Shell Announces New developments in Biofuels, Wind, Solar and HydrogenThursday, February 02, 2006
Royal Dutch Shell plc provided an update of its activities in alternative energy including Biofuels, Wind, Solar and Hydrogen. Shell has now invested over US$1 billion in alternative energies, making it one of the world’s leading companies in the sector.
“In Shell, we aim to develop at least one alternative energy such as wind, hydrogen or advanced solar technology, into a substantial business,” commented Shell CEO Jeroen van der Veer. “In addition, we continue our efforts to further expand our position as the largest marketer of Biofuels. The actions announced today are consistent with this long-term vision.”
Shell has an established position as the world’s largest marketer of Biofuels, as well as a leading developer of advanced Biofuels technologies. Biofuels are fuels derived from biomass such as plant crops like oil seed, or plant wastes like straw. They can be used either pure or blended with standard automotive fuels dispensed at today's filling stations with the potential for much lower CO2 emissions.
In partnership with Iogen of Canada, cellulose ethanol Biofuels are being successfully produced from plant waste. By producing Biofuels from plant waste instead of food crops, the potential stress on the food chain is alleviated. The Iogen process produces a fuel which can be used in today's cars, cutting CO2 lifecycle emissions by 90% compared with conventional fuels. Shell recently announced a Memorandum of Understanding with Volkswagen and Iogen to explore the economic feasibility of producing cellulose ethanol in Germany. Shell Canada has been working with Iogen to develop a viable commercial framework for a facility in Canada.
These projects complement Shell’s existing partnership with CHOREN Industries of Germany. CHOREN have a patented Biomass-gasification process that converts biomass - such as woodchips - into ultra-clean synthetic gas that can then be converted for use in diesel through Shell’s Gas- to-Liquids technology. CHOREN is preparing construction for the world’s first commercial biomass-to-liquids facility in Freiberg, Germany.
Wind is currently one of the most promising sources of renewable energy. Shell’s share of wind energy capacity is currently greater than 350MW, and is expected to reach approximately 500MW in 2007. Included in this growth is the first Dutch offshore wind project, the 108MW Offshore Windpark Egmond aan Zee (Shell share: 50%). Full construction will begin on this project in March 2006, and first electricity production is expected around the end of the year. Progress has also been made with the development of the London Array offshore project in the UK (Shell share: 33.3%). This project has a potential capacity of 1,000MW, making it one of the world’s largest planned wind farms.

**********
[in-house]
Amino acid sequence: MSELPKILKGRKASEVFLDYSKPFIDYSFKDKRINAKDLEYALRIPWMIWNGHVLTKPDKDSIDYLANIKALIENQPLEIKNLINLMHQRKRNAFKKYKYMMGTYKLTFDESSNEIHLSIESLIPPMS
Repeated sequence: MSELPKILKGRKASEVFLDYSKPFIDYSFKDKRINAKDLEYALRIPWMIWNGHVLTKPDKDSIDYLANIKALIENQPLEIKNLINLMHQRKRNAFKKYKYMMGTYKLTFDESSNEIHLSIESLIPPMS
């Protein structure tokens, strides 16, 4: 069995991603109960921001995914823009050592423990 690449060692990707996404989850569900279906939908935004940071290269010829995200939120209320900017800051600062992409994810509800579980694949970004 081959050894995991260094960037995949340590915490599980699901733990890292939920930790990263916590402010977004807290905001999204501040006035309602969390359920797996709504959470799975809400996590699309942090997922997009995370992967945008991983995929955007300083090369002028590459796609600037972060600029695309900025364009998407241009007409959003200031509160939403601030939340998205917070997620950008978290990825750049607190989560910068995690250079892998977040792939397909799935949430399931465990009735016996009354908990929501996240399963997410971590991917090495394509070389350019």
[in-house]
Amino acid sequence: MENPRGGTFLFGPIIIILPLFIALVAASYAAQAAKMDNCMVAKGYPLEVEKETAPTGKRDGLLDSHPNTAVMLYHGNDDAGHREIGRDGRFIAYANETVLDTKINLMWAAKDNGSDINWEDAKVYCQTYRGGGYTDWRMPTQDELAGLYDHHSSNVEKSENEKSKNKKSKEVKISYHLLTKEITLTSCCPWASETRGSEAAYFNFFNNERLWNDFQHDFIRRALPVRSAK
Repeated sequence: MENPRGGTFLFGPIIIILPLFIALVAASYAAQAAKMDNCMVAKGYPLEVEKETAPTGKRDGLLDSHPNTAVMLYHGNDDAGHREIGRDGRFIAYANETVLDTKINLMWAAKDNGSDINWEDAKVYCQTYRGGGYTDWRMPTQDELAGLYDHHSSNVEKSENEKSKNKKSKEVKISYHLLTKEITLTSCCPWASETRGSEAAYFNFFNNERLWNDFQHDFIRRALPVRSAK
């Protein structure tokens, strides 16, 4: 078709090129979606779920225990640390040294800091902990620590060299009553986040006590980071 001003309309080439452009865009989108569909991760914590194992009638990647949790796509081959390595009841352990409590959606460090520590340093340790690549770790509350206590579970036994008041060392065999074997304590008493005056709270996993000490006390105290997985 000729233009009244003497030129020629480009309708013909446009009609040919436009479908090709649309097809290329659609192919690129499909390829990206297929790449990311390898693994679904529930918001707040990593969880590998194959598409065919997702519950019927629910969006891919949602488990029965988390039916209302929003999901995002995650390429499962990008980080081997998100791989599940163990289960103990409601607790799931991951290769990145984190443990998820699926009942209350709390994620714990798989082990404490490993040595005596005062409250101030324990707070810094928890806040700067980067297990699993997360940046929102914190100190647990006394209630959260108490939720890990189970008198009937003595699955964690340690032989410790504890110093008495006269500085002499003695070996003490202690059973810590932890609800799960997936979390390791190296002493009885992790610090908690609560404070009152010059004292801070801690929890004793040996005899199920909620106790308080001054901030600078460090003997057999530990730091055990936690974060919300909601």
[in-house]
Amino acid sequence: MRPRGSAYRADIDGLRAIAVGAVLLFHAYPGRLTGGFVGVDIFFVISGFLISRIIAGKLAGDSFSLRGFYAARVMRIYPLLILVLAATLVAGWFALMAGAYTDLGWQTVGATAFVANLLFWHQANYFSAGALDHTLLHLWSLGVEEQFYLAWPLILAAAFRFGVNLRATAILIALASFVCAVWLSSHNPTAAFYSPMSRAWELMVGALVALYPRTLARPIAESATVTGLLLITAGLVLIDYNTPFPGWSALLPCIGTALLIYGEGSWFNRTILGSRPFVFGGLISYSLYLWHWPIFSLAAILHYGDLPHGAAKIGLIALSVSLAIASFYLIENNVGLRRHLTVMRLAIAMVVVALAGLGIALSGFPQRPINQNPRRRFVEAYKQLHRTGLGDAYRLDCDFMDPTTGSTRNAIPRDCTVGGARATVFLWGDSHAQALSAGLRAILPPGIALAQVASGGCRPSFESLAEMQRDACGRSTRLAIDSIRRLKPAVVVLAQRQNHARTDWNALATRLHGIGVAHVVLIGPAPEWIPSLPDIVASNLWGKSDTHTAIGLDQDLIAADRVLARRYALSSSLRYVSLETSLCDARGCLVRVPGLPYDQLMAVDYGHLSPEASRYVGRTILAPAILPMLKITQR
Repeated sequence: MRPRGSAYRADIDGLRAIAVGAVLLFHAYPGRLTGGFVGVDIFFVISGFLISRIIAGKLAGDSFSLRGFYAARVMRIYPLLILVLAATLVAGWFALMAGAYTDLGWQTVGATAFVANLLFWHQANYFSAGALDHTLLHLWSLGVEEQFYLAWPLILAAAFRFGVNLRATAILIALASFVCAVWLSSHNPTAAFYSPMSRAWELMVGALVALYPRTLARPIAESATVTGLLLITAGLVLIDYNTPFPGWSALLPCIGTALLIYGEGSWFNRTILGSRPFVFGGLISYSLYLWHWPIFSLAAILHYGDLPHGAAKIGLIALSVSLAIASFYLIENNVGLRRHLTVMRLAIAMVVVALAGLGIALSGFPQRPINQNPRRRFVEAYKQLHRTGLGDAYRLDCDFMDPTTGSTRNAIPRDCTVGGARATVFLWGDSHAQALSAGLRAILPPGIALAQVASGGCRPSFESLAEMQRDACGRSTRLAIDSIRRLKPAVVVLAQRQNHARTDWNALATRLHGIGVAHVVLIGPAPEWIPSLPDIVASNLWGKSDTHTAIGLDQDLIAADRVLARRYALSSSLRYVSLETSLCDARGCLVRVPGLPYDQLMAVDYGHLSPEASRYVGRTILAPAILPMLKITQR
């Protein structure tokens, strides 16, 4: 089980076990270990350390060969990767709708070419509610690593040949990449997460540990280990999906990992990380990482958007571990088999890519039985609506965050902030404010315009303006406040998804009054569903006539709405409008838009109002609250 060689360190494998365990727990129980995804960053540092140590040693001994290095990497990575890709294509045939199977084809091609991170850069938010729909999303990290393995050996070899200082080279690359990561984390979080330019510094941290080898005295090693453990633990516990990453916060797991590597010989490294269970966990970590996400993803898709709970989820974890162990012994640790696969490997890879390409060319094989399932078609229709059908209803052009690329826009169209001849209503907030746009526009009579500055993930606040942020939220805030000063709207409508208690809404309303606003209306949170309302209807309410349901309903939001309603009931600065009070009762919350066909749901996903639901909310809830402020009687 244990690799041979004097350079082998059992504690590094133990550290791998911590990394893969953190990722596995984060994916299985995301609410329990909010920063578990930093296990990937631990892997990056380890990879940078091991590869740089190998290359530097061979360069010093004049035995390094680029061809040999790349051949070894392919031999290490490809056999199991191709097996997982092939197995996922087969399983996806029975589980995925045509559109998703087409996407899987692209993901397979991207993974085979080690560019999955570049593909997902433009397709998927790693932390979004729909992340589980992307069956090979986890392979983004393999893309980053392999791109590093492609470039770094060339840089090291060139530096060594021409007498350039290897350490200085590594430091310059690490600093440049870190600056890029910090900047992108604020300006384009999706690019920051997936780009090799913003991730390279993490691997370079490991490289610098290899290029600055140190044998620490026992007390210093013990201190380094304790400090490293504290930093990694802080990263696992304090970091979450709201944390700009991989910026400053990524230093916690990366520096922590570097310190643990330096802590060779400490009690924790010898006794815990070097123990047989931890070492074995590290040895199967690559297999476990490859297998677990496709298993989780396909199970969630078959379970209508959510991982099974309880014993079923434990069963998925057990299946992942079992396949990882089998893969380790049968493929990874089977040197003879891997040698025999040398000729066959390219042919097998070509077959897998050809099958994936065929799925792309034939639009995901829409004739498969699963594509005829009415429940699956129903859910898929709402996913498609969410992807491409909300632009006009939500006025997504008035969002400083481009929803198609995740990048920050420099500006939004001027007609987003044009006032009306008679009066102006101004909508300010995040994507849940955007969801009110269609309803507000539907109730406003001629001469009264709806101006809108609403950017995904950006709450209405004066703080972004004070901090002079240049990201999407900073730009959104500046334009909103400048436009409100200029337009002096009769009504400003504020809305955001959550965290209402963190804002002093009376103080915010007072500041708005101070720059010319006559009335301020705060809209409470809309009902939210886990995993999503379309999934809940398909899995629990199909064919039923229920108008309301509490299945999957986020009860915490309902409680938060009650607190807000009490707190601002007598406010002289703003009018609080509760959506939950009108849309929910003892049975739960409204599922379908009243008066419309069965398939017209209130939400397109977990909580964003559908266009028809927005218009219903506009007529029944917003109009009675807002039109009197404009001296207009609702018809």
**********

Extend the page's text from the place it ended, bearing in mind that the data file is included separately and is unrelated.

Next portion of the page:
In the United States, Shell is already one of the largest wind energy developers, and is actively progressing projects in Texas, Wyoming, Idaho, West Virginia, California, and Hawaii. Shell recently acquired the development rights to Mount Storm, a 300MW wind park (Shell share: 50%) in West Virginia – potentially one of the largest new projects in the USA. Progress has also been made in permitting the 200MW Cotterel Mountain wind project (Shell share: 50%) in Idaho.
Shell also announced a Memorandum of Understanding outlining plans to explore the potential for wind energy developments in China in partnership with Guohua Energy Investment Corporation of the China Shenhua Group, a leading national energy supplier.
In the area of Solar energy, Shell has been progressing the next generation of technologies, including CIS ‘thin-film’. Shell believes that non-silicon based technologies such as CIS are more likely to become competitive with retail electricity in the coming years. Shell’s CIS technology is supported by four years of manufacturing and marketing experience. The technology recently achieved a 13.5% world record efficiency for thin-film products, and is supported by International Electrotechnical Commission certification.
Shell announced the signing of a Memorandum of Understanding with Saint-Gobain, one of the world’s leading producers of glass and other building materials, to further explore the Shell CIS technology and consider joint development. Saint-Gobain’s expertise in glass processing and building material manufacturing provides an excellent fit for joint exploration of this technology.
In light of this focus on CIS ‘thin film’ technology, Shell decided to divest its crystalline silicon solar business activities to SolarWorld AG. Shell’s silicon-based business has an annual production of approximately 80MW. Manufacturing facilities, sales and marketing, and silicon research and development activities in Germany and the United States (Washington state and California) will transfer to SolarWorld, including all 579 staff currently involved in silicon PV.
Shell will continue to provide solar energy to the developing world, and has signed a Letter of Intent with Good Energies Inc. with a view to further expanding the business.
Finally, Shell today announced that it will be opening at least two new Hydrogen stations in the U.S.A. in 2006, supporting continued efforts to demonstrate the viability of a future Hydrogen economy. Shell is also active in this area in Asia, and is supporting the recently announced Hydrogen station at Tongji University in Shanghai. Shell Hydrogen continues to take a leading role in joint government/industry discussions and partnerships to plan and develop hydrogen and fuel cell activities, including the EU Hydrogen & Fuel Cell Technology Platform, the California Fuel Cell Partnership and the Japan Hydrogen and Fuel Cell Demonstration Project.